Bill No. 881/2020, proposed by Senator Randolfe Rodrigues, establishes the freezing of drug prices during the state of public calamity. DEE/Cade points that, in the recent past, the antitrust agency has already prepared studies on the specific regulation of the drug market and highlights the risks associated with price freezing policies, such as, “non-isonomic” treatment, systemic inefficiencies short-term supply shortages and long-term price increases.
Similarly, Bill No. 1008/2020, proposed by Congressman Túlio Gadelha, establishes price-cap regulation for essential goods (e.g. medicines, hand sanitizers, face masks, and surgical gloves). Regarding this Bill, the DEE also pointed out negative effects resulting from price control. It highlights, for example, the risks of coordinated conducts, shortages in the market due to possible incompatibility between the costs increase and limitation in pricing, in addition to the possible drop in the quality of goods and their conditions of conservation.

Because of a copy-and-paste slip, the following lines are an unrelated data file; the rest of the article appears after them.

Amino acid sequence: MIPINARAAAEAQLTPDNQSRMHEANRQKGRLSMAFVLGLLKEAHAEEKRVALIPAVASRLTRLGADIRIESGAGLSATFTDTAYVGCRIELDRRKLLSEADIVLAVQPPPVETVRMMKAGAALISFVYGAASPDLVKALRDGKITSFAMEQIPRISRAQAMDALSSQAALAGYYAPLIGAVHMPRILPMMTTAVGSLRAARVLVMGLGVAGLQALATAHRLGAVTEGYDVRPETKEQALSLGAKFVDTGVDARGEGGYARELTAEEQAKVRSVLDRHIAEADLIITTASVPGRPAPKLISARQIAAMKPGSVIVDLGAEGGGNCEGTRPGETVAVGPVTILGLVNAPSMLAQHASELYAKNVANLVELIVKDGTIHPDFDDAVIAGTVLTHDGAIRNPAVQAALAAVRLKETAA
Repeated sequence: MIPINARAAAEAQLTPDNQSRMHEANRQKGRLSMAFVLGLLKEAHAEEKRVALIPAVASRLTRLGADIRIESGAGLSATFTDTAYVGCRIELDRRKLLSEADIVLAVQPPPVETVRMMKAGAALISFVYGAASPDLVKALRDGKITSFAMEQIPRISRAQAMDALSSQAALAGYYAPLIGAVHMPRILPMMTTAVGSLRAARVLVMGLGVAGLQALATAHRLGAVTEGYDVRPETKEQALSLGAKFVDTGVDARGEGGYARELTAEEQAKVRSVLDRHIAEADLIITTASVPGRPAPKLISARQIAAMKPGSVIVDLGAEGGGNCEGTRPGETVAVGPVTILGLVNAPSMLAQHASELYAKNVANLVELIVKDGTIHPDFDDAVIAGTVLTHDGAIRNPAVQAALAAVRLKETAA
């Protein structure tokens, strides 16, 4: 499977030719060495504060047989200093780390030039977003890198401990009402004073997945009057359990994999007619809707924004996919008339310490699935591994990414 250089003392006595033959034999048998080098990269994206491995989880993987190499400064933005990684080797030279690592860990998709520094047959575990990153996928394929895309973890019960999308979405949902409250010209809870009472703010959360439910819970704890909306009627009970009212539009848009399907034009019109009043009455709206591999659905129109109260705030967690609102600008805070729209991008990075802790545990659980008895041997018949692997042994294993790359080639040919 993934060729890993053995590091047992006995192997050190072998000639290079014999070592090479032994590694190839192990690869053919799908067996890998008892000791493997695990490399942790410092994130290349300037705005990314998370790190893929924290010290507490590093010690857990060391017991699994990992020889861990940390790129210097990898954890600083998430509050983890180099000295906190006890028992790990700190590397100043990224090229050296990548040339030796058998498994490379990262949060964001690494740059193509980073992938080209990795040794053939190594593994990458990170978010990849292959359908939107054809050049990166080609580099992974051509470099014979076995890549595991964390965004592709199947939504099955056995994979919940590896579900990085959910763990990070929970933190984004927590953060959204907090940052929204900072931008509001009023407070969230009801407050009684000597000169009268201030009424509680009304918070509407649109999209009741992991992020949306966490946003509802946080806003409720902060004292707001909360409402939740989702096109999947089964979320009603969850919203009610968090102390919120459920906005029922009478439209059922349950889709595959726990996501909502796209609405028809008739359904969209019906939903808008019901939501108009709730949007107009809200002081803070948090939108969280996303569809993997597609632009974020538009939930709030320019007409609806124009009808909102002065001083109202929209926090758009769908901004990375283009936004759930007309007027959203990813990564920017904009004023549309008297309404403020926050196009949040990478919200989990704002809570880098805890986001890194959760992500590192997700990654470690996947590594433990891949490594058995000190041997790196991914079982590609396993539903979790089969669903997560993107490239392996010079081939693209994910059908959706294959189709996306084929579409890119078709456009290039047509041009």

DEE/Cade’s documents may be deemed as a technical position before the various national legislative initiatives that have emerged to address the problems generated by the unprecedented shock of supply and demand for hospital and hygiene products caused by the coronavirus pandemic.
One may conclude that, in line with its competition advocacy role, the DEE/Cade issued a qualified opinion on the risks related to an eventual inappropriate state intervention, which could aggravate the problems of scarce supply, and high prices. Finally, it should be noted that DEE/Cade’s view is aligned with recent statements of Alexandre Cordeiro (Cade’s General Superintendent) and Luciano Timm (National Consumer Secretariat). In a remote event[1], Cordeiro and Timm argued that the adoption of price control measures tend not to be the appropriate way of public intervention to deal with the coronavirus crisis.
[1] “Combating Price Abuses During the Pandemic”, April 16, 2020.